LONDON. Here is a tale of two London primary schools which have precious little in common other than being within 10 miles of each other and of having responded to the Educational Publishers' Council book survey.
The Hall School in Hampstead emerged as one of the highest- spending primary schools in Britain with an annual expenditure of Pounds 80 per pupil per book. (That's nearly Pounds 30,000 when a few CD-Roms are thrown in). The other school is one of those that spends less than Pounds 3 a year on books for each of its pupils.
Over in Ealing the headteacher is so paranoid or ashamed that she doesn't want her school named. She's worried about upsetting her governors and the local education authority which is nothing like the reaction at The Hall School where the staff sound confident and friendly.
The new head, Paul Ramage, is a book enthusiast who feels his appointment might have inflated last year's budget.
He mentions buying a new maths scheme plus a range of textbooks to support the Independent Schools Exam, the revamped Common Entrance test.
Carl Gilbey-McKenzie is the head of English who runs the senior library for the nine to 13-year-olds.
He explains how the library is open from 8am to 5.30pm; how the older boys act as librarians and how they've been computerising a collection of 6,700 books.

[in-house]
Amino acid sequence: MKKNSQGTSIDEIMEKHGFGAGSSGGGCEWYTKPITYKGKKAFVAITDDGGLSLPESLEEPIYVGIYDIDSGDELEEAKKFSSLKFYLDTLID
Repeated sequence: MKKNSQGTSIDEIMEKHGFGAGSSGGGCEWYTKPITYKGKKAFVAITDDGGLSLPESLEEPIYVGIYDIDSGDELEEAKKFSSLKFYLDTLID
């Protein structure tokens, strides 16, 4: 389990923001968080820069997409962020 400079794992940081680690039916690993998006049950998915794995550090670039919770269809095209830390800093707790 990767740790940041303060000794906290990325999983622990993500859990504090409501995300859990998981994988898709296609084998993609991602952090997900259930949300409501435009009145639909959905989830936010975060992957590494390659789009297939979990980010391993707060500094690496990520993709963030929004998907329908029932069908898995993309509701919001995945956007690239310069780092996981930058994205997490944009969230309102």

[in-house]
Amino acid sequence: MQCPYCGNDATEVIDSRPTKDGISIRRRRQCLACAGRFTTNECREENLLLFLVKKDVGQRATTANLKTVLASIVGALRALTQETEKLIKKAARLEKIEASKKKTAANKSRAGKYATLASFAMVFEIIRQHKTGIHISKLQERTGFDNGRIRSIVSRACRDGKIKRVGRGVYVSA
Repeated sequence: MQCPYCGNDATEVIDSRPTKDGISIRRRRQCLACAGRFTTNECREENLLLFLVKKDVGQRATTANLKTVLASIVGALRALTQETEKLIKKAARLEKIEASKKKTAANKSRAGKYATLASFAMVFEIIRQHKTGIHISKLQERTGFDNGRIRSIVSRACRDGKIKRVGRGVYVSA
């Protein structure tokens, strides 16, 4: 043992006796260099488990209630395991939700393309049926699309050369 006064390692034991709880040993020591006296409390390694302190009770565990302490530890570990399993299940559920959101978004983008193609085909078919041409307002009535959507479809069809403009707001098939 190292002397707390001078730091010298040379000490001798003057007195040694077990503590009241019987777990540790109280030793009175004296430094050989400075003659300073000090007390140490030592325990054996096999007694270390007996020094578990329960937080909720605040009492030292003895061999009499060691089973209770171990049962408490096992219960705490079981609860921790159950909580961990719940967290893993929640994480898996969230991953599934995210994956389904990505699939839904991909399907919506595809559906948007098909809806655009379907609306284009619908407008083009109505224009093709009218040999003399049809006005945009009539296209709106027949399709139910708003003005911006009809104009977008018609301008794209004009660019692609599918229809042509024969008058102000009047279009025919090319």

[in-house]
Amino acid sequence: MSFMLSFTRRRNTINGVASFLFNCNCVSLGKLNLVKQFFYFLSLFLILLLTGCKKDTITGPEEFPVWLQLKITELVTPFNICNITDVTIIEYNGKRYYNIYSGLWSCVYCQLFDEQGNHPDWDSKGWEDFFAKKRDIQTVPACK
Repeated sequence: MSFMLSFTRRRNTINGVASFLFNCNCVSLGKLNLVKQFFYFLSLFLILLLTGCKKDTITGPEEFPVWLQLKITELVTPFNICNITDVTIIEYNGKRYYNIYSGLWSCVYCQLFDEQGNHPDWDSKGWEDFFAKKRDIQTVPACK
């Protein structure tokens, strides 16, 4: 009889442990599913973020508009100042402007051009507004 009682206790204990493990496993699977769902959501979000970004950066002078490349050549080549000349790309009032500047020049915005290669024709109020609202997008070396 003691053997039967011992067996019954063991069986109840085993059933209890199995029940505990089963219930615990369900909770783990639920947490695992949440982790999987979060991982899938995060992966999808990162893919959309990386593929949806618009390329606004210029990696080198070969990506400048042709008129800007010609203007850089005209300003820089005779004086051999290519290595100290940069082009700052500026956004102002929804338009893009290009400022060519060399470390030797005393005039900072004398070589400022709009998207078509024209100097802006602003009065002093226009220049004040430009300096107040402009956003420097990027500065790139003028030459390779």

It seems as up to date as Waterstones. They've got nearly everything Dorling Kindersley has published, even the latest Pounds 49 title.
Naturally, several of the boys had their own personal copy ahead of the school library and Mr Gilbey-McKenzie reckons many of the parents spend over Pounds 80 a year on children's books which are for home consumption only.
"Our capitation has been frozen for four years," says the shy head of Ealing.
"We've had to revamp many areas of the curriculum and though we need new reading and maths schemes, we can't afford them. Our annual budget for all consumables is Pounds 12,500, which is Pounds 33 a pupil.
"It hardly runs to any books at all, we're not providing bi-lingual books and, no, we've bought nothing for the library. Perhaps I'll buy a duster for the empty shelves."
There are other differences between the two schools: while the haves' brochure promises classes of no more than 18 to 20 boys, the have-nots recently increased average class sizes from 28 to 32; half the have-nots are poor enough to qualify for free school meals, a privilege denied to the Hall School pupils whose parents pay Pounds 1,890 per term for their schooling.